While the location of the business has a great deal to play into the market focus of the painting contractor—that is to say, smaller geographical areas will necessitate contractors be multi-disciplined, there are distinctions to be made between the residential and commercial painting business.
The first is just that: is it a legitimate business?
As is common in many of the trades, many painting companies are not businesses per se; instead, rather, they are individuals engaged in the painting trade. Some might refer to them as ‘one-or-two-man shops.’ A major difference between the residential and commercial contractor is their business designation—they have a business address, are registered with the state as a bonafide entity (e.g., LLC, S-corp, etc.), and have employees. They are distinguished by having a quality website, uniforms, and labeled vehicles.
Let me say this about employees: companies who have persons working for them, who exercise control over what they do, how they do it, and when, are required to treat them as employees—not independent contractors. While the latter is a practice rampant among some trades, the IRS says if you control your workers, they are employees. You are responsible to pay them overtime if they work it, withhold and pay their taxes, and properly insure them.
Another feature of legitimate businesses is their affiliation. Membership in the local and state chambers of commerce is a good indicator that you are dealing with a business and not an individual. Memberships in trade associations are telling also. For painting contractors these might be The Painting Contractors of America (PCA), or The Associated Builders and Contractors (ABC).
Another distinction is this: a safety program.
Since safety is paramount in any market sector, commercial contractors are more likely to have a detailed safety program and provide safety training to their employees. The painting business can be very hazardous; painters work with dangerous equipment and oftentimes hazardous materials. Both can put at risk both the company and the end-user. Moral of story: make sure the contractor you use, residential or commercial, has a viable safety program.
A contractor that is fully insured is vital to the end-user, and while all painters should carry insurance, not all do. General liability, auto, and worker’s compensation are not only required, but offer protection to both the contractor and their employees—plus the entity receiving their services.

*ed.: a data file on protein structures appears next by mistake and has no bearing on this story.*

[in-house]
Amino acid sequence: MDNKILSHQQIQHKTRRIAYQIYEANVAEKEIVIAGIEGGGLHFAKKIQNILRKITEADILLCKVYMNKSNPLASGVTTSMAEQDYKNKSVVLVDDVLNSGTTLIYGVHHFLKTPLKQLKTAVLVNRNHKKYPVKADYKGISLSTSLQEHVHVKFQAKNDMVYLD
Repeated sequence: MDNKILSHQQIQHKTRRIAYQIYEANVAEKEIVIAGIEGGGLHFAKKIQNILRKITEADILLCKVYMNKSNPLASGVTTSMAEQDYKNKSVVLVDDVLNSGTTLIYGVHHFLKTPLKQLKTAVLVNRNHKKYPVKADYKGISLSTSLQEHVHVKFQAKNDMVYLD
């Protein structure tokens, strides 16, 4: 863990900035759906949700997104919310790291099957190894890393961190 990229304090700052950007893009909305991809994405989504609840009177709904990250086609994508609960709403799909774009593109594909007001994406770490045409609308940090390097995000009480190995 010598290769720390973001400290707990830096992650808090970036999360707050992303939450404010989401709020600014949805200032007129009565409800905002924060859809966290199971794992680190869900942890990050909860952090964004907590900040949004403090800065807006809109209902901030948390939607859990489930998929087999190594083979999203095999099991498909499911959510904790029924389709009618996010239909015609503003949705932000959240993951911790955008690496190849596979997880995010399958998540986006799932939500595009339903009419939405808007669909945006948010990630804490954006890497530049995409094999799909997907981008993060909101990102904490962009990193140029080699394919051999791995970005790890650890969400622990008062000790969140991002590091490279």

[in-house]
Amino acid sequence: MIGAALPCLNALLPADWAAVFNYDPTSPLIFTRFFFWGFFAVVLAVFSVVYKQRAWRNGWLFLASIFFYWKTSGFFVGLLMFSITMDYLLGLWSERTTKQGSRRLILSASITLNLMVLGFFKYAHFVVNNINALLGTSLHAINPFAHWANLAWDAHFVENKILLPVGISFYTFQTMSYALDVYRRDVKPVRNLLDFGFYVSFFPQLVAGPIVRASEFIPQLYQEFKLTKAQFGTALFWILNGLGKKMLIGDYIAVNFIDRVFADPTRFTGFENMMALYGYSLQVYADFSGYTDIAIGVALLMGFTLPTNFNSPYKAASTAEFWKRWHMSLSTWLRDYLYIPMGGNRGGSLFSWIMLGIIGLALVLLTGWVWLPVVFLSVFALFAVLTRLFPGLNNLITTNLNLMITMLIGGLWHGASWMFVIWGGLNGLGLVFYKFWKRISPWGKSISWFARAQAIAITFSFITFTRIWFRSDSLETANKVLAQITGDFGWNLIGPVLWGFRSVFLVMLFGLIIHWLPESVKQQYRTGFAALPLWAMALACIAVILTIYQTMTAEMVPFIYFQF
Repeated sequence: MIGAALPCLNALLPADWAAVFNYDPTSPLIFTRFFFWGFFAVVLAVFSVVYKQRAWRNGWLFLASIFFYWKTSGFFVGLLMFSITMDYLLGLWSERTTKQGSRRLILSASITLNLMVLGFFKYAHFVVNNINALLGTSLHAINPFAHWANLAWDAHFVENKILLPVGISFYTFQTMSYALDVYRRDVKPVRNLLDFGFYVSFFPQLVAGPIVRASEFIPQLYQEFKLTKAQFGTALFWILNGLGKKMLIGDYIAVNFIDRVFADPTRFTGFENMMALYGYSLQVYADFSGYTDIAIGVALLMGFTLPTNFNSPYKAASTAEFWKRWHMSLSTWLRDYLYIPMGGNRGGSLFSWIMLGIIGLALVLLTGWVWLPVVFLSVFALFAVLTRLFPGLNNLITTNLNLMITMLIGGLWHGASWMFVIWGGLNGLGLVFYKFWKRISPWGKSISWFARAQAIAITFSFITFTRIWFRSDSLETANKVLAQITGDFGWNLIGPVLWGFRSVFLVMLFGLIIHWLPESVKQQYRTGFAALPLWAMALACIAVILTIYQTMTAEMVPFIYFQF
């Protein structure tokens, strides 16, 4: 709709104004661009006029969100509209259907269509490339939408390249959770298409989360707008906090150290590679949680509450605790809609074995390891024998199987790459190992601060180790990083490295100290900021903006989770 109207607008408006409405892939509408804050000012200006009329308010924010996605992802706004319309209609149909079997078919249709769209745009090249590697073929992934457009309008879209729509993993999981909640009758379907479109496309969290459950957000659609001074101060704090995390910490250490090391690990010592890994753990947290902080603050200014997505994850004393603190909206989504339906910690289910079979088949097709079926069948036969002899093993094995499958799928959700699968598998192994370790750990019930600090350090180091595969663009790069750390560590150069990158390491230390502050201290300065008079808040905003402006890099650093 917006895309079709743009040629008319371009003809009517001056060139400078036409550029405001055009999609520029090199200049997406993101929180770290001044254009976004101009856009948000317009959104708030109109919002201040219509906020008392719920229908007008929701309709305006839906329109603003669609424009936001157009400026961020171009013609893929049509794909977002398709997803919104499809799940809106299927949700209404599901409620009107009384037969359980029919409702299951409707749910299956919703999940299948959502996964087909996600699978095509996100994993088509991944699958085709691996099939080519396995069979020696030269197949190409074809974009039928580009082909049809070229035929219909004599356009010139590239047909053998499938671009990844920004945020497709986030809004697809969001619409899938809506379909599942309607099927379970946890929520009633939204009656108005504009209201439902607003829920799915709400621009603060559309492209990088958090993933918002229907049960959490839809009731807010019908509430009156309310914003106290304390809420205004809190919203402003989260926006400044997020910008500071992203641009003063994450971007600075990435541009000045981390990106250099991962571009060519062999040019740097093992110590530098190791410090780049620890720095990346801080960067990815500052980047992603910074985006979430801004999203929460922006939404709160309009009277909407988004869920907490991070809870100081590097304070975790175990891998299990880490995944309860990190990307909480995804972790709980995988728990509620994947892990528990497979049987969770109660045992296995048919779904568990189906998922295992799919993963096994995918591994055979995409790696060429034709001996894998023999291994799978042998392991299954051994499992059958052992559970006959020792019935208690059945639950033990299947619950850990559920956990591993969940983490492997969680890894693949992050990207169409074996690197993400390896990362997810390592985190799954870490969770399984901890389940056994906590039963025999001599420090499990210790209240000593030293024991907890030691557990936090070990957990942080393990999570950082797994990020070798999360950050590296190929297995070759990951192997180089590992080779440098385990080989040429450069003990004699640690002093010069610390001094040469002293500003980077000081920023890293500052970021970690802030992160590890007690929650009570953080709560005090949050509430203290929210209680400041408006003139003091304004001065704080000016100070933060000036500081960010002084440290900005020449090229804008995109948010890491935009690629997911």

The painting trade, like everything else, is highly regulated. While licensing is no longer required by the State of Michigan, there are DNR, EPA, and MIOSHA requirements that a contractor must know and abide by. In general, the commercial contractor is more likely to comply with these requirements.
Size and scope of projects.
Whereas there are, of course, smaller commercial jobs just as there are residential ones, the commercial contractor is more geared toward larger and more complicated projects. This means they must be knowledgeable as to staging and sequencing this kind of work as well as staffing it. Again, speaking generally, the commercial painting company is typically larger and able to accommodate more customers and projects than the residential contractor.
Longevity and reputation.
Finally, a major distinction between residential and commercial painting contractors is duration. Whereas many smaller companies come and go, commercial contractors—because they tend to be more bonafide businesses—generally are around much longer. They develop a reputation; and if they have served their customers well, it is a good one.
While these differences are not exhaustive, they do give you a good idea of what distinguishes commercial painting companies from residential contractors.
If you're looking to have your commercial property painted, make sure you choose the right painting contractor for the job. T. L. Hart has been in the business of painting since 1985. We have completed thousands of projects large and small all over Michigan as well as in other parts of the U.S. Contact us now to get a quote.